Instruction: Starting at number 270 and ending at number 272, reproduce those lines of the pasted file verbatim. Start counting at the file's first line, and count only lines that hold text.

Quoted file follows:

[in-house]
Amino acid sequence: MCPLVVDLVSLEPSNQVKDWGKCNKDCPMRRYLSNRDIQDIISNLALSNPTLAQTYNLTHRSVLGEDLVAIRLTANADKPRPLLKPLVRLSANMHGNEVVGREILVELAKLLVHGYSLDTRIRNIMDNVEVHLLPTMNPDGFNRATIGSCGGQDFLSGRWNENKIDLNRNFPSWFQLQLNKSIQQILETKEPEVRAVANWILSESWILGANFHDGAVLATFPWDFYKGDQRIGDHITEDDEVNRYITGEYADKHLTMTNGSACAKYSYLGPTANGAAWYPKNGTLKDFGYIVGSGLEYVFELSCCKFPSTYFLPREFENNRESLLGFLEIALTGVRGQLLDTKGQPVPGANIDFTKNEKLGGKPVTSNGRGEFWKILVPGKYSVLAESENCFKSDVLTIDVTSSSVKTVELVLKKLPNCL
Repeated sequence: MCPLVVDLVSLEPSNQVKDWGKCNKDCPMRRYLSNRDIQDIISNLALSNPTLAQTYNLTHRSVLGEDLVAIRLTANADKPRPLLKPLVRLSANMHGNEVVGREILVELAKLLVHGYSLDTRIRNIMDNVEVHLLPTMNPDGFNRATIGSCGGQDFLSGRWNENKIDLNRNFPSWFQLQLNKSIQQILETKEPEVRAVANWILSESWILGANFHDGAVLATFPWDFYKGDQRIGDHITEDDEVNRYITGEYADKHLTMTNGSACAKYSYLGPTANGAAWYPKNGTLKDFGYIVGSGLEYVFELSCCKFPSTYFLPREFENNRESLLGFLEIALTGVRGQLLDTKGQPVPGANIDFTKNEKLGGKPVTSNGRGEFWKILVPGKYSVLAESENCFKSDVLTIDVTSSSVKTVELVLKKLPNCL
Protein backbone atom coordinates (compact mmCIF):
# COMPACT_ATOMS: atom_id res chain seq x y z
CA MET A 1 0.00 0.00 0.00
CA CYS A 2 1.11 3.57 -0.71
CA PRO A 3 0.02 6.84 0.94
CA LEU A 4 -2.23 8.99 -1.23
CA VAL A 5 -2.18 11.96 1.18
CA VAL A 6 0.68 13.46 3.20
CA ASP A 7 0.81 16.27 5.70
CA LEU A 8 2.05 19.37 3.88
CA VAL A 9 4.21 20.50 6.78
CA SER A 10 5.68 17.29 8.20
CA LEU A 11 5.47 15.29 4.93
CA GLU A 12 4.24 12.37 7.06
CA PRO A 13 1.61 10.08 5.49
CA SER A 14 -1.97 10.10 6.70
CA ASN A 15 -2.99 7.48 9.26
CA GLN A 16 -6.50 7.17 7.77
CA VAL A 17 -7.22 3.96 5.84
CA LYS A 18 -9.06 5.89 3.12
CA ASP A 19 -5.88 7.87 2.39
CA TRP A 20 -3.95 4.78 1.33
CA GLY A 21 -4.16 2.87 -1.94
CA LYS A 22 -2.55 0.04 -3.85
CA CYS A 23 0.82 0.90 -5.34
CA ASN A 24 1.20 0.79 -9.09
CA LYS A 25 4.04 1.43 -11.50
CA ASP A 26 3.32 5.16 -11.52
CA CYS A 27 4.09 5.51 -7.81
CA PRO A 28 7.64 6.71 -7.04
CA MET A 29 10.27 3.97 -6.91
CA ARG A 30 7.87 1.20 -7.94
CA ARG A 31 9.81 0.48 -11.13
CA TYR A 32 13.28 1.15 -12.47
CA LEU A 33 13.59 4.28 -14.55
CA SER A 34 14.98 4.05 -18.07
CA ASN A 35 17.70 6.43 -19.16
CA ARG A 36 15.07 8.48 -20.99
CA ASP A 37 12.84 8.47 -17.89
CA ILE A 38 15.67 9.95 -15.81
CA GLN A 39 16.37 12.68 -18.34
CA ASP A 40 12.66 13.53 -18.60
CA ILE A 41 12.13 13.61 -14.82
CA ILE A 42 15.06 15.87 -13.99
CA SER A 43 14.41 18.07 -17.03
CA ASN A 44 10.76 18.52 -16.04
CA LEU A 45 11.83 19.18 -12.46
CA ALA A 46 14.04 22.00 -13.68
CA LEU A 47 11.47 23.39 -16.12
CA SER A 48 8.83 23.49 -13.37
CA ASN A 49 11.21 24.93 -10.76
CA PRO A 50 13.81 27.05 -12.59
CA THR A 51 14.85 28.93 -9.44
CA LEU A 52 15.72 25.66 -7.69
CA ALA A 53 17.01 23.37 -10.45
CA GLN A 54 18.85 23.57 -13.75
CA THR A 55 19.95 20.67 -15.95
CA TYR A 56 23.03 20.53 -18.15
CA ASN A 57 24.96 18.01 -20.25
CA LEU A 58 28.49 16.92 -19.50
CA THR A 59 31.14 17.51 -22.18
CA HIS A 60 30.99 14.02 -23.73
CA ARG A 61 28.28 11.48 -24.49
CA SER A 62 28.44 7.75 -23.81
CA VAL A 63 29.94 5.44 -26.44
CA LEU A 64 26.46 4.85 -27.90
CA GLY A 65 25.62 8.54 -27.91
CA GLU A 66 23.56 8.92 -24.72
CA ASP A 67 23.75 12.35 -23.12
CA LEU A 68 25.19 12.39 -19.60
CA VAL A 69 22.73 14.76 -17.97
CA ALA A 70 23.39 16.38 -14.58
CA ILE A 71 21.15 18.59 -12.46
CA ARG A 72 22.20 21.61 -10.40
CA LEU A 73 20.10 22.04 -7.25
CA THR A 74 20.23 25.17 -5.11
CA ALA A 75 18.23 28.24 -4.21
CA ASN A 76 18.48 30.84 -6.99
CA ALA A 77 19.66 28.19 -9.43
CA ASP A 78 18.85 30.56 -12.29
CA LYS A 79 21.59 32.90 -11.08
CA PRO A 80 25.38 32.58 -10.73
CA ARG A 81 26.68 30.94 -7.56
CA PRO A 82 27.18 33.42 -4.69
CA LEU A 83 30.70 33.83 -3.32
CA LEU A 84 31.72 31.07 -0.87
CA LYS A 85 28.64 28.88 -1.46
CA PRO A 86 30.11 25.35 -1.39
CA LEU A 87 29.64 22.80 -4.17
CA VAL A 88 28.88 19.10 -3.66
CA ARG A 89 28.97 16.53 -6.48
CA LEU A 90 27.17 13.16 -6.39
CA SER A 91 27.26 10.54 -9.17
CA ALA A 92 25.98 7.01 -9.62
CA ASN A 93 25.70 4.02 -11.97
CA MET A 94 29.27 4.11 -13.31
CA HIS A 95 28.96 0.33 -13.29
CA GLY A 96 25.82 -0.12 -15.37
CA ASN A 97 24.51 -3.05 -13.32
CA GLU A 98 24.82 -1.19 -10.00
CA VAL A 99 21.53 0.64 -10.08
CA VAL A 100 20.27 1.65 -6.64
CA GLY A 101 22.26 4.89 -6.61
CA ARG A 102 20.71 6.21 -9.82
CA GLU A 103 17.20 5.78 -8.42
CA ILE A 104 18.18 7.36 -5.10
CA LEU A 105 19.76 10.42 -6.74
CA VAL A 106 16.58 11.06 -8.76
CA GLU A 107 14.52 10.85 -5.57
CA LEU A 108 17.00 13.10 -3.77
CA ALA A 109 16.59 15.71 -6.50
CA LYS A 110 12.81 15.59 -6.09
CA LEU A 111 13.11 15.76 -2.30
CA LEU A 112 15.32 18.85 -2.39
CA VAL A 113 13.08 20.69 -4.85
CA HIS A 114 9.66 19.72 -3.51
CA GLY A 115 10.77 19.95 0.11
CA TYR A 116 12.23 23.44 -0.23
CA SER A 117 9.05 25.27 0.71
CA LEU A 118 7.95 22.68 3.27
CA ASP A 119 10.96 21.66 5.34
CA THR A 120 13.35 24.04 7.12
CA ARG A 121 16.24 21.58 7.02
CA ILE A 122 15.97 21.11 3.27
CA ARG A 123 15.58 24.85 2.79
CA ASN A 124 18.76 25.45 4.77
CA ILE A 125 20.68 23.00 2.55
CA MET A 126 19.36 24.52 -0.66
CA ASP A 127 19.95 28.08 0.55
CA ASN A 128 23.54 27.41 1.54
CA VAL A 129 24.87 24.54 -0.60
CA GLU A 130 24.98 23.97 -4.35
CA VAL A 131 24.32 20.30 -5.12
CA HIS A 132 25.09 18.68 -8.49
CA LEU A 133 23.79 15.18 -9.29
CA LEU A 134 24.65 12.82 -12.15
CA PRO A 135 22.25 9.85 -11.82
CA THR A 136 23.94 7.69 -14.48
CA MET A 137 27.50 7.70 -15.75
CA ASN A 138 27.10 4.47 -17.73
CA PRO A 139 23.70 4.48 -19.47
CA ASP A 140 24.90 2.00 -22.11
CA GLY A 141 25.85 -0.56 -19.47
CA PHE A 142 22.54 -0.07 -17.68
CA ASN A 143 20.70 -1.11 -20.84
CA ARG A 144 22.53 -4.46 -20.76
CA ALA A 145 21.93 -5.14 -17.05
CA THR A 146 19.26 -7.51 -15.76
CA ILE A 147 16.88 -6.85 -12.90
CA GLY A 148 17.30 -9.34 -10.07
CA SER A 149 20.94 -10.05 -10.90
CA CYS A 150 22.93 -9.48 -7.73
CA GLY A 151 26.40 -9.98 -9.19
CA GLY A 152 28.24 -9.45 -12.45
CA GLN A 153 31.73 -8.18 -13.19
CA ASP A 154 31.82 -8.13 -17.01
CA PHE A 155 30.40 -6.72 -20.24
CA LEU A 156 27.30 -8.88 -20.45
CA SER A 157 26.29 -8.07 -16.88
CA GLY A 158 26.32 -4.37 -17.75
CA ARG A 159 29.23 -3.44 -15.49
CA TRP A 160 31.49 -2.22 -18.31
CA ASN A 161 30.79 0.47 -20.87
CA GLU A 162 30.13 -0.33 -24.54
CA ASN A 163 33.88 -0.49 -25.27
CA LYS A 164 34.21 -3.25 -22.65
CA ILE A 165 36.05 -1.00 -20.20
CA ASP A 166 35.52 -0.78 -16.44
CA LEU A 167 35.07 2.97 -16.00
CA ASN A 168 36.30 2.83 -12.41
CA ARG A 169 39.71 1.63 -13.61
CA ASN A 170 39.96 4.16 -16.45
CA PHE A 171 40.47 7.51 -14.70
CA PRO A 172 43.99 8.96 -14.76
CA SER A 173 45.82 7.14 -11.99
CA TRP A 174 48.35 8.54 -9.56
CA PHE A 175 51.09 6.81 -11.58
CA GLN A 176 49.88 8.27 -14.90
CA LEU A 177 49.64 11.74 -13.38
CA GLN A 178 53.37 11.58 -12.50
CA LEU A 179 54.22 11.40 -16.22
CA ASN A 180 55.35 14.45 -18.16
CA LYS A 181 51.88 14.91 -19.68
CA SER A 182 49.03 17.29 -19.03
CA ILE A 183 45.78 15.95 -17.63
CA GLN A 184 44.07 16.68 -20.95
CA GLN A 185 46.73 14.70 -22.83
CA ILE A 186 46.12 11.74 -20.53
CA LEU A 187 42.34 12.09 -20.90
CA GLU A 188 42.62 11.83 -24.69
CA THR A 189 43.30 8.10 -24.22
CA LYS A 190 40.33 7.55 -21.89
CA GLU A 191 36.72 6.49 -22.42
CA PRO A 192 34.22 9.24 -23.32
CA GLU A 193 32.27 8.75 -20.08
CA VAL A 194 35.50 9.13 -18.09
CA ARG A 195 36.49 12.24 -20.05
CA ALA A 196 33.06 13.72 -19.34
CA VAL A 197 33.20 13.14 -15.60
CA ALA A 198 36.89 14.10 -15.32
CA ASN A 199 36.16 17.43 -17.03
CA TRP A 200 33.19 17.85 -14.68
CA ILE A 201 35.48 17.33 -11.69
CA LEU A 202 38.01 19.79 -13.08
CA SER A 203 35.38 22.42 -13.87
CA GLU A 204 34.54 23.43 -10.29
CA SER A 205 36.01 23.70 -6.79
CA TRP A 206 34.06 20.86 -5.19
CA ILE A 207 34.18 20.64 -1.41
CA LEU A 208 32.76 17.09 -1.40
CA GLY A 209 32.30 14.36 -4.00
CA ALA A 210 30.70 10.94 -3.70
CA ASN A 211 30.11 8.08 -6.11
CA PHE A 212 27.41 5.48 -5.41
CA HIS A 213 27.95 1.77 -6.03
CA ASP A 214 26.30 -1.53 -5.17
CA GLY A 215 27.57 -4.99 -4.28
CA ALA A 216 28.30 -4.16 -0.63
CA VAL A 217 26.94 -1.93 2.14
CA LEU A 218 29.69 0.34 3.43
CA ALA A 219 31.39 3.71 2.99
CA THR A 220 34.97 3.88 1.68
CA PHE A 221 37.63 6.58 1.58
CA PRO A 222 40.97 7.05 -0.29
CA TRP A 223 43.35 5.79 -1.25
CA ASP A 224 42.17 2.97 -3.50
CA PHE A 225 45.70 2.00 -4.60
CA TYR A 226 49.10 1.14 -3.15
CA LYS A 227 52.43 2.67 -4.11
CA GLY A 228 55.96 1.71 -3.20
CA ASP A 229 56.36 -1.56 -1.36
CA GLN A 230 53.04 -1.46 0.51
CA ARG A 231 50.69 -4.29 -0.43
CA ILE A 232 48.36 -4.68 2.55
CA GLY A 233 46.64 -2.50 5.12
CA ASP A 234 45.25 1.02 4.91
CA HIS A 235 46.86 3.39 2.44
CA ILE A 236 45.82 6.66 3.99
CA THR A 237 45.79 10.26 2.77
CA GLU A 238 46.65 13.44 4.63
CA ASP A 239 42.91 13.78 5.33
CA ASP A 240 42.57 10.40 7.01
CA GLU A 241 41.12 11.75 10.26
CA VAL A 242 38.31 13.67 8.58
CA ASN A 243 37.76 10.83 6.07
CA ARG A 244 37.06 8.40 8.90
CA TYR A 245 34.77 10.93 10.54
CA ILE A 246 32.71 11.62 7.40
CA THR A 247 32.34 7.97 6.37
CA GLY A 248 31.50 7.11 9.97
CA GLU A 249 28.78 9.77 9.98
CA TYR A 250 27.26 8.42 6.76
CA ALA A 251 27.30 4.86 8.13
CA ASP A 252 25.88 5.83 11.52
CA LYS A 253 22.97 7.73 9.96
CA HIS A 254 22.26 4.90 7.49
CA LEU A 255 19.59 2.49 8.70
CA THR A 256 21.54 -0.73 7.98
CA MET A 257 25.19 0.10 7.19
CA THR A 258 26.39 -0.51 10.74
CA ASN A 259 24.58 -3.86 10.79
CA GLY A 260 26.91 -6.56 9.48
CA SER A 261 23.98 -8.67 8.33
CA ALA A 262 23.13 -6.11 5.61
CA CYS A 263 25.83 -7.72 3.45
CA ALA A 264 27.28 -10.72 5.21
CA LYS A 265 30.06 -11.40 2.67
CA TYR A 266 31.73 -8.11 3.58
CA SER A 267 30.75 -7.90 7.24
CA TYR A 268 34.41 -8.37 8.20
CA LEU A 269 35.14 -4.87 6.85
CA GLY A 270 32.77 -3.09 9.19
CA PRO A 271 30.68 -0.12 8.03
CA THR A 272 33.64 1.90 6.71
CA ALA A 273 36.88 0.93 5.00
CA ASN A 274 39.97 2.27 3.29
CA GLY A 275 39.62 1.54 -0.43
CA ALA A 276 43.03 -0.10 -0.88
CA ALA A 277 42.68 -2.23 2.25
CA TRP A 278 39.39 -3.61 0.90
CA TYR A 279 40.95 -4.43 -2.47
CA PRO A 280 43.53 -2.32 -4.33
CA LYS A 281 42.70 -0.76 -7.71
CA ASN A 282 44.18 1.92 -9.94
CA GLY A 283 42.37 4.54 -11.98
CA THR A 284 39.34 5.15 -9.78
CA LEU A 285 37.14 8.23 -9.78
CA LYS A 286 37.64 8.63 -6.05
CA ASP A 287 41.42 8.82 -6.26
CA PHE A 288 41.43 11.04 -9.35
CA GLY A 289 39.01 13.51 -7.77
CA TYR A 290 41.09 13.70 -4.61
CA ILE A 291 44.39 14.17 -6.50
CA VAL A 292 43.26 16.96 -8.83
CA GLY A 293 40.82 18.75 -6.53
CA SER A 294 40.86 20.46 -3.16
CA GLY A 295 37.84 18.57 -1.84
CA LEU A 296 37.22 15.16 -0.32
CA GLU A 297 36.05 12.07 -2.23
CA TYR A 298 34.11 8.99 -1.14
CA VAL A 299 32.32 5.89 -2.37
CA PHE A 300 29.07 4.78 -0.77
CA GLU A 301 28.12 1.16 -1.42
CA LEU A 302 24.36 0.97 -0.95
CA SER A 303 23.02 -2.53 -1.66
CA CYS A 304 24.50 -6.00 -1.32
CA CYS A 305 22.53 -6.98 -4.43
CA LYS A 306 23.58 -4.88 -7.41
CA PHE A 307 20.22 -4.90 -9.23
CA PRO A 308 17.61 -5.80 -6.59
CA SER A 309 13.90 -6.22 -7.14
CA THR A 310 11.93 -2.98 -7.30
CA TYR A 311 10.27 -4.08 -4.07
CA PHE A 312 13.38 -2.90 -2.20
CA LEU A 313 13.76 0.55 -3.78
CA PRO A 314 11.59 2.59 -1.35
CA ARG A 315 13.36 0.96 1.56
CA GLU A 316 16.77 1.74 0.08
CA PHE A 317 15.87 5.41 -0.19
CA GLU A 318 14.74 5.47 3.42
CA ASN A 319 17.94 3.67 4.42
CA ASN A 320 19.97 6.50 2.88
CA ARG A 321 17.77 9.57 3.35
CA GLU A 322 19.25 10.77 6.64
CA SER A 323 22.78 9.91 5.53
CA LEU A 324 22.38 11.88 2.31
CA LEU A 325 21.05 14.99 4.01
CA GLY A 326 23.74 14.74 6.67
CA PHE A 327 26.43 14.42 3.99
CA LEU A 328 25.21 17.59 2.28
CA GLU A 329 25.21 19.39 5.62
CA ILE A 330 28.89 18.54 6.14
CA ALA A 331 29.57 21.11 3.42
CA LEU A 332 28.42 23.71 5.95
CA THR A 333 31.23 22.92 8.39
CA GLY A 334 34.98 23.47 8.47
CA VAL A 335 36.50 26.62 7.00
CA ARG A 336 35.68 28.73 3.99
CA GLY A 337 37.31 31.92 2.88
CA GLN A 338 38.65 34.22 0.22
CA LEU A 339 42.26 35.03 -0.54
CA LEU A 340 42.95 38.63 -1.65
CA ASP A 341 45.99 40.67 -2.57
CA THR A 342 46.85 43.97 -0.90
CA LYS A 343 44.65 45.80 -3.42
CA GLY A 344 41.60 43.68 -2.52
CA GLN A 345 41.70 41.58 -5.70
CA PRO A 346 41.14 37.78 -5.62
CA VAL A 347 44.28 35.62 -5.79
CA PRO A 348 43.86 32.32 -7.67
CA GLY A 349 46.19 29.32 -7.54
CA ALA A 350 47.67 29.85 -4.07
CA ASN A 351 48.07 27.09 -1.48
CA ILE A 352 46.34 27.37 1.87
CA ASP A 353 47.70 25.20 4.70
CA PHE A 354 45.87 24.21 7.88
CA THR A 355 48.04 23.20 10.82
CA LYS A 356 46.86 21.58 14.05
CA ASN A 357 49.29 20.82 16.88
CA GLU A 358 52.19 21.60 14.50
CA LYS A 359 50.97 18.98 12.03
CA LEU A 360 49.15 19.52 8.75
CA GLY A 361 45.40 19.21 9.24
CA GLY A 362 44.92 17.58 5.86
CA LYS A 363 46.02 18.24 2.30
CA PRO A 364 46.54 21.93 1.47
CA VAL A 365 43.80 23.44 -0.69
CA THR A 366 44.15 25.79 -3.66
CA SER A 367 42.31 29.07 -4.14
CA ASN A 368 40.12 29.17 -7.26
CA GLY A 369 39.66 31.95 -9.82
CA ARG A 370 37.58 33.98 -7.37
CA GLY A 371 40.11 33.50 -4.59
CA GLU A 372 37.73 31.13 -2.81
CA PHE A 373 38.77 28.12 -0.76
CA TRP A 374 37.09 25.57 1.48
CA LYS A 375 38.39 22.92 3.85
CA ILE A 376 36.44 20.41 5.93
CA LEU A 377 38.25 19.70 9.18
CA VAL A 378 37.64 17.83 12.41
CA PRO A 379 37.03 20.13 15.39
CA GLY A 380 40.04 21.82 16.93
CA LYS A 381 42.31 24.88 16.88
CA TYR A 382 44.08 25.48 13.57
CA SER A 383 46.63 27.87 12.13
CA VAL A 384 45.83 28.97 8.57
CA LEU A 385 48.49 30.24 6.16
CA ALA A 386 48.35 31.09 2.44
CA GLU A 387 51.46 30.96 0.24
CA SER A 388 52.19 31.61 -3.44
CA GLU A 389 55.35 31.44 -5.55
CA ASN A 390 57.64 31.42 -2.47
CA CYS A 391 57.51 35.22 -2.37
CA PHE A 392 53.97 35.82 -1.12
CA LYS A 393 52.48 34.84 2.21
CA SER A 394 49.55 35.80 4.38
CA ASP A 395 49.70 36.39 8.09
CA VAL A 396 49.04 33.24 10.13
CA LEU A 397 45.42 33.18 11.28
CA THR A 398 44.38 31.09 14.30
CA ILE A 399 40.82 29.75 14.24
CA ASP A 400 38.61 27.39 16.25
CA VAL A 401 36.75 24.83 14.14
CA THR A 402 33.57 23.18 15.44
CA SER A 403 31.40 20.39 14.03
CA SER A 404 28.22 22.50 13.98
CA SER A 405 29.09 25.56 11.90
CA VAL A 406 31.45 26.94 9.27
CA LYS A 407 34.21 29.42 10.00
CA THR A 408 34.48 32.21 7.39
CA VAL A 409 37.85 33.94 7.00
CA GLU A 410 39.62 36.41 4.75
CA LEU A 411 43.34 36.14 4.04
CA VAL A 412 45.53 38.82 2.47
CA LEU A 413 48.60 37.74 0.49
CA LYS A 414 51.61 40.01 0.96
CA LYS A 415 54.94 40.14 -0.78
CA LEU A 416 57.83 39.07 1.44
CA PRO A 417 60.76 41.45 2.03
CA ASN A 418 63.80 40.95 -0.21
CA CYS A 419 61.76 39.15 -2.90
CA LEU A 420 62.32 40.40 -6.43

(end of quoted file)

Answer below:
CA LYS A 265 30.06 -11.40 2.67
CA TYR A 266 31.73 -8.11 3.58
CA SER A 267 30.75 -7.90 7.24